California game bill takes next step
The California House of Representatives will get a chance to vote on Leland Yee's game bill that imposes fines for "illegal" sales of M-rated games.
A state bill that would restrict the sale of "violent and sexually explicit" games to minors has taken a step closer to becoming law today. Now that an assemblyman has added his vote to the committee tally, CA AB450 will move on to the California House of Representatives for a full vote on its ratification.
Earlier this week, GameSpot reported that CA AB450 had stalled in the 10-person California House Committee on Arts, Entertainment, Sports, Tourism, and Internet Media. Six "yes" votes are required to move a bill on to the House. A 5-4 vote taken earlier was not sufficient; however, the 10th and once-absent deciding vote belonging to Assemblyman Jerome Horton was not accounted for--until today. Horton agreed to alter his early abstention and cast his ballot in favor of the bill.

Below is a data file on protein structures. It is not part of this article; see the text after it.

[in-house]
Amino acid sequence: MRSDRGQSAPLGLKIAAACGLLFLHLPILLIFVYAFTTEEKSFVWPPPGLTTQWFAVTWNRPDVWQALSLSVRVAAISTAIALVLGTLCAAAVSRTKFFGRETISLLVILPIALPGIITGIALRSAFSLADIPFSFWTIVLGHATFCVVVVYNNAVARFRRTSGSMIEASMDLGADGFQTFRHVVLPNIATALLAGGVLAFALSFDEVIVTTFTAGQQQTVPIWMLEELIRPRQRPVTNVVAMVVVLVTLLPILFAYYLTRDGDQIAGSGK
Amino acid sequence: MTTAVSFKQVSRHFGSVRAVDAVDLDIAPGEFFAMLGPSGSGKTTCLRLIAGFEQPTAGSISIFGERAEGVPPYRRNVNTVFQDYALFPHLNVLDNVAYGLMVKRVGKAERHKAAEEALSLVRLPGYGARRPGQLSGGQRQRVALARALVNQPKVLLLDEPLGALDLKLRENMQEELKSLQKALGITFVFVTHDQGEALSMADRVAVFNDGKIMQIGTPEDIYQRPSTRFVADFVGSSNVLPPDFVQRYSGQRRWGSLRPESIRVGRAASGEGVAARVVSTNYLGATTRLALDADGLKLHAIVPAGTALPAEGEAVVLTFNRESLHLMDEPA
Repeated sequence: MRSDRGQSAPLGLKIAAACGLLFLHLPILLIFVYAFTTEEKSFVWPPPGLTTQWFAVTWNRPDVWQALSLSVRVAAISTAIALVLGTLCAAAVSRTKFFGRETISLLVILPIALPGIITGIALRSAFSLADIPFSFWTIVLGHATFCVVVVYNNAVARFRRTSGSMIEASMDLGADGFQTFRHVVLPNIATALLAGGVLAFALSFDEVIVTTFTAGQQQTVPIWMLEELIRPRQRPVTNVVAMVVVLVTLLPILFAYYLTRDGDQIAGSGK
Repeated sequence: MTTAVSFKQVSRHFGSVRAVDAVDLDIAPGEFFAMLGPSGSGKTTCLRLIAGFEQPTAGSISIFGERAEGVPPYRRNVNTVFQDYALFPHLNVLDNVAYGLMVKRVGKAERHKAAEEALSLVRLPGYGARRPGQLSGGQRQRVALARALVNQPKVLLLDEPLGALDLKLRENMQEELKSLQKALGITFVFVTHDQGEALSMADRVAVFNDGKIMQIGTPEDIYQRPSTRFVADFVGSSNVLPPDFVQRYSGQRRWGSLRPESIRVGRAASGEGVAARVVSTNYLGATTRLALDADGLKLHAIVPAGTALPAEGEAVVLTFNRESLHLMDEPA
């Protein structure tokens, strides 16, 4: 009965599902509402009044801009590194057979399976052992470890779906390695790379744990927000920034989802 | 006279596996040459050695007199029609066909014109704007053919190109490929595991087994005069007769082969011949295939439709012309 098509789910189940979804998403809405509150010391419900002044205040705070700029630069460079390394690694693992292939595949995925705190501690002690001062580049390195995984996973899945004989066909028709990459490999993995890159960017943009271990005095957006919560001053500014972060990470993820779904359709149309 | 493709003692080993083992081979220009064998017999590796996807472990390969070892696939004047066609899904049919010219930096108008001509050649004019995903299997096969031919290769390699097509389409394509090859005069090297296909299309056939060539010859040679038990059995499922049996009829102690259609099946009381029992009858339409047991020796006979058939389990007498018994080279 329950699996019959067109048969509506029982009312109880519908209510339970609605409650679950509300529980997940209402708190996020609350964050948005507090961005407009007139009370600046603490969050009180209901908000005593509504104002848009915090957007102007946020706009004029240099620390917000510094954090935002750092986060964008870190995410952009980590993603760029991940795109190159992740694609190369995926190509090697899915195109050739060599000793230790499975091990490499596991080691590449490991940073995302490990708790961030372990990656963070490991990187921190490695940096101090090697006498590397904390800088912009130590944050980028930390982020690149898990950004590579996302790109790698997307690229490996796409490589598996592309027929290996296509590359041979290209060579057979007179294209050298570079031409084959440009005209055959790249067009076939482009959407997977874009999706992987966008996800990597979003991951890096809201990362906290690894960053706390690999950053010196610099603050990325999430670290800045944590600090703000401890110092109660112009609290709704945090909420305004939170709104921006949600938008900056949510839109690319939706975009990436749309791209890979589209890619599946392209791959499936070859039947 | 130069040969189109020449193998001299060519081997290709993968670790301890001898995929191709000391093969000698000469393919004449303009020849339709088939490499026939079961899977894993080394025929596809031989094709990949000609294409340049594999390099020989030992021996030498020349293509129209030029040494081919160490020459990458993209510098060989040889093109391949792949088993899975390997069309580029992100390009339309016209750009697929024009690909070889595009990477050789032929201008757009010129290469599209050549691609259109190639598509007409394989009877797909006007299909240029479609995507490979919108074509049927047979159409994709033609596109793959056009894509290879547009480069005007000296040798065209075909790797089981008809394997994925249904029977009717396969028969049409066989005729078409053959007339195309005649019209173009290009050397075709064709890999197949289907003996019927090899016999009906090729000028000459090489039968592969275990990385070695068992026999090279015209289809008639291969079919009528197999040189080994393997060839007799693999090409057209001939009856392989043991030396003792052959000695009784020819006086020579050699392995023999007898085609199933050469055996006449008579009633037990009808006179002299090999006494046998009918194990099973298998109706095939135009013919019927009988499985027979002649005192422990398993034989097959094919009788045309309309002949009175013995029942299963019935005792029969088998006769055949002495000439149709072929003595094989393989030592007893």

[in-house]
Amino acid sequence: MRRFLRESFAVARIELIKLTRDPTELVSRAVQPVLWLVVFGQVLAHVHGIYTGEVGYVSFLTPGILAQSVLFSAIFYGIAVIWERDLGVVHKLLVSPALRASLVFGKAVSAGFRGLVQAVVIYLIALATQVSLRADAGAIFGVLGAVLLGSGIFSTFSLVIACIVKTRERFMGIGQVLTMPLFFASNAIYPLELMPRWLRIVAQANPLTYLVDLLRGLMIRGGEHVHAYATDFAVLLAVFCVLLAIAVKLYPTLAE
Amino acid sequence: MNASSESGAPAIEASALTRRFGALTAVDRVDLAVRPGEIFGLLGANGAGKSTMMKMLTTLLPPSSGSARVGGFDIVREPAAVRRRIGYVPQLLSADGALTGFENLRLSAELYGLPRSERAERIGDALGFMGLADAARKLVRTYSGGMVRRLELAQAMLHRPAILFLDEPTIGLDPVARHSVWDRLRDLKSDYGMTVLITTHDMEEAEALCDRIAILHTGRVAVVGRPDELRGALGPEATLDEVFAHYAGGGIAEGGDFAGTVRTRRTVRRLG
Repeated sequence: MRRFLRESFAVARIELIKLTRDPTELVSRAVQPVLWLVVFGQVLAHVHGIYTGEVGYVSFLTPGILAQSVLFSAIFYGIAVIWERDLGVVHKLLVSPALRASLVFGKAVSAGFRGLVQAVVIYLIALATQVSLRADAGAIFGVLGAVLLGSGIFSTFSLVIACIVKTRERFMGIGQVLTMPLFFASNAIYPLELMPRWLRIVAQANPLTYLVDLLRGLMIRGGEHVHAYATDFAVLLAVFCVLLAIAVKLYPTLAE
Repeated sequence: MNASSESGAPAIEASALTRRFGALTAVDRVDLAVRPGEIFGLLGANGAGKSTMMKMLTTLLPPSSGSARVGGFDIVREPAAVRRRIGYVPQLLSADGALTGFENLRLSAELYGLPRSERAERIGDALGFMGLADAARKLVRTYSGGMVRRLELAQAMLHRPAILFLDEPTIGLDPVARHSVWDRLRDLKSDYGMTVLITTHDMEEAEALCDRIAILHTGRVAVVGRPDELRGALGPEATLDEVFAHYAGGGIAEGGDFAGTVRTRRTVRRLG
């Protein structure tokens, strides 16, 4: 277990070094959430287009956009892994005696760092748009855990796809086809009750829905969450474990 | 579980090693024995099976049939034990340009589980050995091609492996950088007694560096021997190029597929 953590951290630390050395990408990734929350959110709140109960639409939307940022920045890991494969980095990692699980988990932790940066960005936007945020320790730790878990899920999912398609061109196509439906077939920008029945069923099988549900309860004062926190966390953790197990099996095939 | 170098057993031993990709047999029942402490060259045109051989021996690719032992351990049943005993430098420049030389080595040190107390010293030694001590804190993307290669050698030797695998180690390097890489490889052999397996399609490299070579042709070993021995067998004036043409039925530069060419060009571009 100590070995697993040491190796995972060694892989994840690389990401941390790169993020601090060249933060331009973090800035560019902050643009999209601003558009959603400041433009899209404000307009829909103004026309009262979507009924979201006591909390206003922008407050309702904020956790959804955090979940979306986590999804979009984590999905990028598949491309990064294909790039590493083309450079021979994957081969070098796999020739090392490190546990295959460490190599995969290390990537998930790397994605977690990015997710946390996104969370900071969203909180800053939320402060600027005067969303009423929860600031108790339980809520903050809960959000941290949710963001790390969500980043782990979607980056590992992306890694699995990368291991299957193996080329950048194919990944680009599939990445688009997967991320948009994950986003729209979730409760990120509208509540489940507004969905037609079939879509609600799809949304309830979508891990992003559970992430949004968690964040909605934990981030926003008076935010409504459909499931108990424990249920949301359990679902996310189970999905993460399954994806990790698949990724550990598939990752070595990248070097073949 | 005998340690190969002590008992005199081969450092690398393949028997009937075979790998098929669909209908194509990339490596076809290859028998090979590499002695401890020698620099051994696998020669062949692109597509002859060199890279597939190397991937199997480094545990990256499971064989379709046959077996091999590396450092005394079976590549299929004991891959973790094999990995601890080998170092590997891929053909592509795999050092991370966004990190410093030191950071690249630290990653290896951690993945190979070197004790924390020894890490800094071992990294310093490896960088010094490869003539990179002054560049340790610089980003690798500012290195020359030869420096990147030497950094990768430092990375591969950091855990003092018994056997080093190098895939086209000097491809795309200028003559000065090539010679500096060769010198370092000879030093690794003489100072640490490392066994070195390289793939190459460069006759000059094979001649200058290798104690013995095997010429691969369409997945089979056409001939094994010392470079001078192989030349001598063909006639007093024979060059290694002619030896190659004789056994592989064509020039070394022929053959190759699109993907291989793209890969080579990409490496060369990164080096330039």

This California legislation was authored by Assemblyman Leland Yee, a Democrat and child psychologist from San Francisco. The bill proposes a fine of up to $1,000 for retailers found to have sold M-rated games to children under 17 years of age.
Yee first introduced this legislation last year and encountered some stiff opposition. This past February, however, he reintroduced a revised edition of the bill, and this is the form that was approved yesterday.
It is as yet unknown when CA AB450 will be voted on by the general assembly.
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